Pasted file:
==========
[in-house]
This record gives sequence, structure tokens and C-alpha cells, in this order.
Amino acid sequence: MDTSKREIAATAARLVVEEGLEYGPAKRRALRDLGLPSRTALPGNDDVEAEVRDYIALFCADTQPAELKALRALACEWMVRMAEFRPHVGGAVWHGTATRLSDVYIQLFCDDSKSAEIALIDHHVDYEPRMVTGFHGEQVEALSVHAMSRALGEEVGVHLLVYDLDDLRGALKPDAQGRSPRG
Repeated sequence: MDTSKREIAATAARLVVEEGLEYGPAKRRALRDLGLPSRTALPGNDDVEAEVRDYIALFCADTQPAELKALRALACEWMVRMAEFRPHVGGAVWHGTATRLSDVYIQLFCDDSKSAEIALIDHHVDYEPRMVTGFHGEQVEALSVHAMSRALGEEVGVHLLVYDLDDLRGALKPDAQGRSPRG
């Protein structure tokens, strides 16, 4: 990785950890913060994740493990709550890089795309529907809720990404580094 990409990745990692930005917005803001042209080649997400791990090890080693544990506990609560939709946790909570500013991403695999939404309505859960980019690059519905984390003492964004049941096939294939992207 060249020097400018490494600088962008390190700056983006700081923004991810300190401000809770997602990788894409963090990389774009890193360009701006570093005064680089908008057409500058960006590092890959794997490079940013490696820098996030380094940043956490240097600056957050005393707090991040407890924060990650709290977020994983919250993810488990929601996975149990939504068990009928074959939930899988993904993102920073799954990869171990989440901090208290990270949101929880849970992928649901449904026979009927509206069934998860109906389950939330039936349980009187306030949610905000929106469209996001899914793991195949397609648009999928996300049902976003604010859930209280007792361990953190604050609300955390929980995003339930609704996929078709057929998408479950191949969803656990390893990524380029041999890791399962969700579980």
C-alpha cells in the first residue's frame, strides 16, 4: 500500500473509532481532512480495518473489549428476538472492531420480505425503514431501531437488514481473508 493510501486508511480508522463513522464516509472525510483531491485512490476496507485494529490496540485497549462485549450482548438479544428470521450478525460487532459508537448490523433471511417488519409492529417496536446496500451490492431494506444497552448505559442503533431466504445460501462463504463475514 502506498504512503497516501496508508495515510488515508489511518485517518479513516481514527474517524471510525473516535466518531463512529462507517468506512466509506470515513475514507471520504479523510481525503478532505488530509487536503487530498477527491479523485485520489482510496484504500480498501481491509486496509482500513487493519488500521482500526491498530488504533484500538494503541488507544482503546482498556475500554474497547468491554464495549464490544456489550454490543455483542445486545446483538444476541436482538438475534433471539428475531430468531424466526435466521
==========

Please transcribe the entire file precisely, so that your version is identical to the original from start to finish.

[in-house]
This record gives sequence, structure tokens and C-alpha cells, in this order.
Amino acid sequence: MDTSKREIAATAARLVVEEGLEYGPAKRRALRDLGLPSRTALPGNDDVEAEVRDYIALFCADTQPAELKALRALACEWMVRMAEFRPHVGGAVWHGTATRLSDVYIQLFCDDSKSAEIALIDHHVDYEPRMVTGFHGEQVEALSVHAMSRALGEEVGVHLLVYDLDDLRGALKPDAQGRSPRG
Repeated sequence: MDTSKREIAATAARLVVEEGLEYGPAKRRALRDLGLPSRTALPGNDDVEAEVRDYIALFCADTQPAELKALRALACEWMVRMAEFRPHVGGAVWHGTATRLSDVYIQLFCDDSKSAEIALIDHHVDYEPRMVTGFHGEQVEALSVHAMSRALGEEVGVHLLVYDLDDLRGALKPDAQGRSPRG
């Protein structure tokens, strides 16, 4: 990785950890913060994740493990709550890089795309529907809720990404580094 990409990745990692930005917005803001042209080649997400791990090890080693544990506990609560939709946790909570500013991403695999939404309505859960980019690059519905984390003492964004049941096939294939992207 060249020097400018490494600088962008390190700056983006700081923004991810300190401000809770997602990788894409963090990389774009890193360009701006570093005064680089908008057409500058960006590092890959794997490079940013490696820098996030380094940043956490240097600056957050005393707090991040407890924060990650709290977020994983919250993810488990929601996975149990939504068990009928074959939930899988993904993102920073799954990869171990989440901090208290990270949101929880849970992928649901449904026979009927509206069934998860109906389950939330039936349980009187306030949610905000929106469209996001899914793991195949397609648009999928996300049902976003604010859930209280007792361990953190604050609300955390929980995003339930609704996929078709057929998408479950191949969803656990390893990524380029041999890791399962969700579980």
C-alpha cells in the first residue's frame, strides 16, 4: 500500500473509532481532512480495518473489549428476538472492531420480505425503514431501531437488514481473508 493510501486508511480508522463513522464516509472525510483531491485512490476496507485494529490496540485497549462485549450482548438479544428470521450478525460487532459508537448490523433471511417488519409492529417496536446496500451490492431494506444497552448505559442503533431466504445460501462463504463475514 502506498504512503497516501496508508495515510488515508489511518485517518479513516481514527474517524471510525473516535466518531463512529462507517468506512466509506470515513475514507471520504479523510481525503478532505488530509487536503487530498477527491479523485485520489482510496484504500480498501481491509486496509482500513487493519488500521482500526491498530488504533484500538494503541488507544482503546482498556475500554474497547468491554464495549464490544456489550454490543455483542445486545446483538444476541436482538438475534433471539428475531430468531424466526435466521